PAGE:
"I didn't think the chemistry was very good on that team," Wallace said. "I'm sure that had a lot to do with bringing in so many junior college players, and so many [of them] coming in August. There wasn't time to develop that chemistry."
The Owls, who will leave the Big East following the 2004 season, loaded up on junior college recruits prior to the '03 season because the staff sold that group on playing two years against major-college competition. Wallace hopes team chemistry will be better with so many of the two-year players fully integrated into the program.
"It's a whole different game when you've been here for a year," Wallace said. "You've been through the spring, through summer workouts."
Chemistry wasn't the only problem. The Owls were last in the Big East in both total offense and total defense. Even if the Owls are improved this season, their record may not show it -- eight of their opponents won at least eight games last season.
OffenseA full season from multi-threat quarterback Walter Washington should help the Owls immensely. He started the last four games, and although he averaged 315 yards in total offense over Temple's last three games, Wallace said, "I don't think we've seen the best of Walter Washington yet, and what we've seen is pretty good.
"The thing about Walter, even when he keeps it and he shouldn't have, nine times out of ten, he makes the person miss him anyway."
Temple didn't receive satisfactory production from its tailbacks, so the Owls signed Tim Brown, a junior college star who got strong looks from some Top 25 programs. And the Owls think wide receiver Phil Goodman is ready for a breakout year.
The X-factor then should be the offensive line. "I know we're going to have our biggest, most athletic offensive line since I've been here," Wallace said. "With depth -- for the first time. We have seven, eight, nine guys who all can play at this level."
DefenseDefense has been the strength of the Temple program in recent years, but this unit fell hard after being hit by graduation and injuries. After allowing just 108.3 rushing yards per game in '02, the Owls gave up 202.8 yards per game last season. Opponents scored at least 30 points eight times. Wallace attributed that to inexperience.
"We weren't very good against the run or the pass," Wallace said.
The coach thinks this unit will rebound, led by a more mature secondary. Cornerback Pete McBride recorded one interception in each of the Owls' final four games. "That's a position, where if you're inexperienced, you're very cautious," Wallace said.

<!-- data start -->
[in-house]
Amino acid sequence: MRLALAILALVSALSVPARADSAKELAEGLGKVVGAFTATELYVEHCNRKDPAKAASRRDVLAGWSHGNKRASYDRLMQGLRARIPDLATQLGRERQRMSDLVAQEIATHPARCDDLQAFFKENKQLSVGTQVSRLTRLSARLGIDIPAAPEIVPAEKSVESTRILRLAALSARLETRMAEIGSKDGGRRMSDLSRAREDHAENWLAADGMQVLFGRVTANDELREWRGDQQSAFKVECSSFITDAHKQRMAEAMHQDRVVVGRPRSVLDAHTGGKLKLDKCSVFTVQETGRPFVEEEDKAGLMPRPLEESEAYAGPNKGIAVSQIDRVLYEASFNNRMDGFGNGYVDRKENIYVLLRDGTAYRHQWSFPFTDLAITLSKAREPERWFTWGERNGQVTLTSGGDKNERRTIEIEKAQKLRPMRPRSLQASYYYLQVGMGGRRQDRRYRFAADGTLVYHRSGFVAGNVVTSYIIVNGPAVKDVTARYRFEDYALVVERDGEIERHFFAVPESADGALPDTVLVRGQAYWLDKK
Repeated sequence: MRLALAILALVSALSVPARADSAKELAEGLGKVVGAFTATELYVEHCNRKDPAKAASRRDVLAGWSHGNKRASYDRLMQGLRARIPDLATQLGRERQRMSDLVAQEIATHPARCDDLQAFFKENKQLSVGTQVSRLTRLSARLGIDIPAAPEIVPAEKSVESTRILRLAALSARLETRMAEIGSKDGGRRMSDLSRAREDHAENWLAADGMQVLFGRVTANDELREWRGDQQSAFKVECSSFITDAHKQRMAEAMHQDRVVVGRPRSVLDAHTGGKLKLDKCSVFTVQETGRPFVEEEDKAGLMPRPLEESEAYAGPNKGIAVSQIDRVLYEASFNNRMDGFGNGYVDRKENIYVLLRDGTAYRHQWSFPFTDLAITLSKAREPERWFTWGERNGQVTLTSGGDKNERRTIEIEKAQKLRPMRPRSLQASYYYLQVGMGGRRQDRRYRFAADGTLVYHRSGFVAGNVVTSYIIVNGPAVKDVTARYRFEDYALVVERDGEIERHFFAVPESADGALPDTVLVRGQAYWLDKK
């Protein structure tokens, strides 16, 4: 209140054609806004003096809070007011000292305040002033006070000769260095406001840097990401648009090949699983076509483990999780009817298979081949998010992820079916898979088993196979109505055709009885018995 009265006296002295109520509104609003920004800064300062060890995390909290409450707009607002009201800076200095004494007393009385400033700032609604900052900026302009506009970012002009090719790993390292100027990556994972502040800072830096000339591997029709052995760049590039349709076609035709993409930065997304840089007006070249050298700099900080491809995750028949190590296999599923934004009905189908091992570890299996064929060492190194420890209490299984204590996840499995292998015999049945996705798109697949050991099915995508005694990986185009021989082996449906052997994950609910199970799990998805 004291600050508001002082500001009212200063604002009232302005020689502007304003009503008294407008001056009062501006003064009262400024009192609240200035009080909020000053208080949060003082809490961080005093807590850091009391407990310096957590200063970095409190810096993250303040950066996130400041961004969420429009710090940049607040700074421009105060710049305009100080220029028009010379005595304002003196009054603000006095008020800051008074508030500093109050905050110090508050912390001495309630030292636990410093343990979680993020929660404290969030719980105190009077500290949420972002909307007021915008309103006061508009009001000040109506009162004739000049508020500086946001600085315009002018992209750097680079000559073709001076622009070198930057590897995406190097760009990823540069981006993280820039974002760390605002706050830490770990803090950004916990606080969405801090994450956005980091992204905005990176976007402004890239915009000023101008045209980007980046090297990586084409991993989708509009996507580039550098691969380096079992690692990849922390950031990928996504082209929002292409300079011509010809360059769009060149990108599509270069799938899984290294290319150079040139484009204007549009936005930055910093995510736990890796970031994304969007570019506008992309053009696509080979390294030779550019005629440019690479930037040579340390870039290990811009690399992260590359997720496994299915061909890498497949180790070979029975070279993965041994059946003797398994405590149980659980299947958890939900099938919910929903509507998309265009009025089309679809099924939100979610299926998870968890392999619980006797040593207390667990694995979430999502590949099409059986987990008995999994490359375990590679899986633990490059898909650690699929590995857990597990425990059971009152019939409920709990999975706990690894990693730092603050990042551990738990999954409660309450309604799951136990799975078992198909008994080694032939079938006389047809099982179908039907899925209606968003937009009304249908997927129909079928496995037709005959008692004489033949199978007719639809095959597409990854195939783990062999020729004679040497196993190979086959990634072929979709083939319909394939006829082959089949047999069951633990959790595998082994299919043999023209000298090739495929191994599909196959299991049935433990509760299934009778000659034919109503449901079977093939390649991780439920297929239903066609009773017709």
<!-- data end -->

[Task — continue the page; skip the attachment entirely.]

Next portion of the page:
The star of the defense is junior linebacker Rian "Goo" Wallace, who made 148 tackles in '03, good for sixth nationally. He is the top returning tackler in the Big East.
"He makes plays all over the field," Wallace said. "Size, speed -- he's got all those qualities. The next step is to be the leader of the defense. We've talked about that, how when you're that good a player, you need to lead."
Look for dramatic improvement from nosetackle Antwon Burton, who lost almost 50 pounds. "Besides Danny Klecko [now with the Patriots], he looks as good as any defensive lineman since I've been here," Wallace said.
SpecialistsThe kicking game was a disaster in '03. In the Owls' three overtime losses, Jared Davis missed four field goals and an extra point. Wallace signed junior college All-American Ryan Lux to remedy that problem. The competition at punter is between another junior college signee, Jake Hendy, and junior Mike McLaughlin, who averaged 39.9 yards per punt last season.
Jamil Porter and Lawrence Wade return as solid kick returners. Temple has to replace Zamir Cobb, a first-team All-Big East wide receiver, as a punt returner.
Final AnalysisTemple has the ability to be an improved offensive team. Washington must continue his growth as a multi-threat quarterback, and Brown needs to be a difference-maker in the backfield. But none of this will mean much unless Temple's defense -- especially the run defense -- returns to being a strength instead of a weakness. The kicking game also needs to be solid since Temple simply can't afford to lose the close ones.
But even if everything comes together -- and that's a big if -- it will be very difficult for Temple to finish anywhere but last in its final season in the Big East.